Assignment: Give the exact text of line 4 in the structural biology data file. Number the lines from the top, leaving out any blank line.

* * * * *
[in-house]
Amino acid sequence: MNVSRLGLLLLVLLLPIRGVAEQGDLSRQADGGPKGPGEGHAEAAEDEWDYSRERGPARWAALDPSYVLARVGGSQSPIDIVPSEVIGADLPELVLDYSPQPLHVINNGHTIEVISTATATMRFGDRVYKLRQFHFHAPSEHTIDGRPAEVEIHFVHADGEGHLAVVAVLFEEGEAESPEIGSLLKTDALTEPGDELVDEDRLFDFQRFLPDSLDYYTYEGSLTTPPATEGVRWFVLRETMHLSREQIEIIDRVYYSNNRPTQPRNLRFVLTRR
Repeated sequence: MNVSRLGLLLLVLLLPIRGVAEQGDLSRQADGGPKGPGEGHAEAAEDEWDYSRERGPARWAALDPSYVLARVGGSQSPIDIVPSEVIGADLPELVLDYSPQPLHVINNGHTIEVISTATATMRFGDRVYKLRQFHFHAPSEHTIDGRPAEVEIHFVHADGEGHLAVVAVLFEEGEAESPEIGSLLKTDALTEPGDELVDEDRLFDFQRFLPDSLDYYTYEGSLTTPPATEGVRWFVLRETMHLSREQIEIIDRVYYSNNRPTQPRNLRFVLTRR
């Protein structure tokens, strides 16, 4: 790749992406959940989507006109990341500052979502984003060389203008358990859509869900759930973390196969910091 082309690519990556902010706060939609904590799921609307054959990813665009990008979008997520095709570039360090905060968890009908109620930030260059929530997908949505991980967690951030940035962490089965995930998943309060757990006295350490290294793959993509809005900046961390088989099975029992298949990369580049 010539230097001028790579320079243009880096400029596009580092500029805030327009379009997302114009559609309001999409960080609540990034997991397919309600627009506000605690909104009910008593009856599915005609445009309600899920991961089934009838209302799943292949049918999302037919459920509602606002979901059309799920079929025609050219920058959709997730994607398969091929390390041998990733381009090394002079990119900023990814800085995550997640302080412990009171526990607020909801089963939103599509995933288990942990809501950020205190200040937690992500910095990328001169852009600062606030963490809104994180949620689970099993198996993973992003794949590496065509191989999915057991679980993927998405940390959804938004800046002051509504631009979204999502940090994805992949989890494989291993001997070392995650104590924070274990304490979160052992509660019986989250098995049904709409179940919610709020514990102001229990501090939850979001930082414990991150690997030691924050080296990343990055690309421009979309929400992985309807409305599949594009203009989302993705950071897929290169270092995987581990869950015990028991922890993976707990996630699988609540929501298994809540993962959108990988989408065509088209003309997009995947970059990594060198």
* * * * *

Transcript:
């Protein structure tokens, strides 16, 4: 790749992406959940989507006109990341500052979502984003060389203008358990859509869900759930973390196969910091 082309690519990556902010706060939609904590799921609307054959990813665009990008979008997520095709570039360090905060968890009908109620930030260059929530997908949505991980967690951030940035962490089965995930998943309060757990006295350490290294793959993509809005900046961390088989099975029992298949990369580049 010539230097001028790579320079243009880096400029596009580092500029805030327009379009997302114009559609309001999409960080609540990034997991397919309600627009506000605690909104009910008593009856599915005609445009309600899920991961089934009838209302799943292949049918999302037919459920509602606002979901059309799920079929025609050219920058959709997730994607398969091929390390041998990733381009090394002079990119900023990814800085995550997640302080412990009171526990607020909801089963939103599509995933288990942990809501950020205190200040937690992500910095990328001169852009600062606030963490809104994180949620689970099993198996993973992003794949590496065509191989999915057991679980993927998405940390959804938004800046002051509504631009979204999502940090994805992949989890494989291993001997070392995650104590924070274990304490979160052992509660019986989250098995049904709409179940919610709020514990102001229990501090939850979001930082414990991150690997030691924050080296990343990055690309421009979309929400992985309807409305599949594009203009989302993705950071897929290169270092995987581990869950015990028991922890993976707990996630699988609540929501298994809540993962959108990988989408065509088209003309997009995947970059990594060198």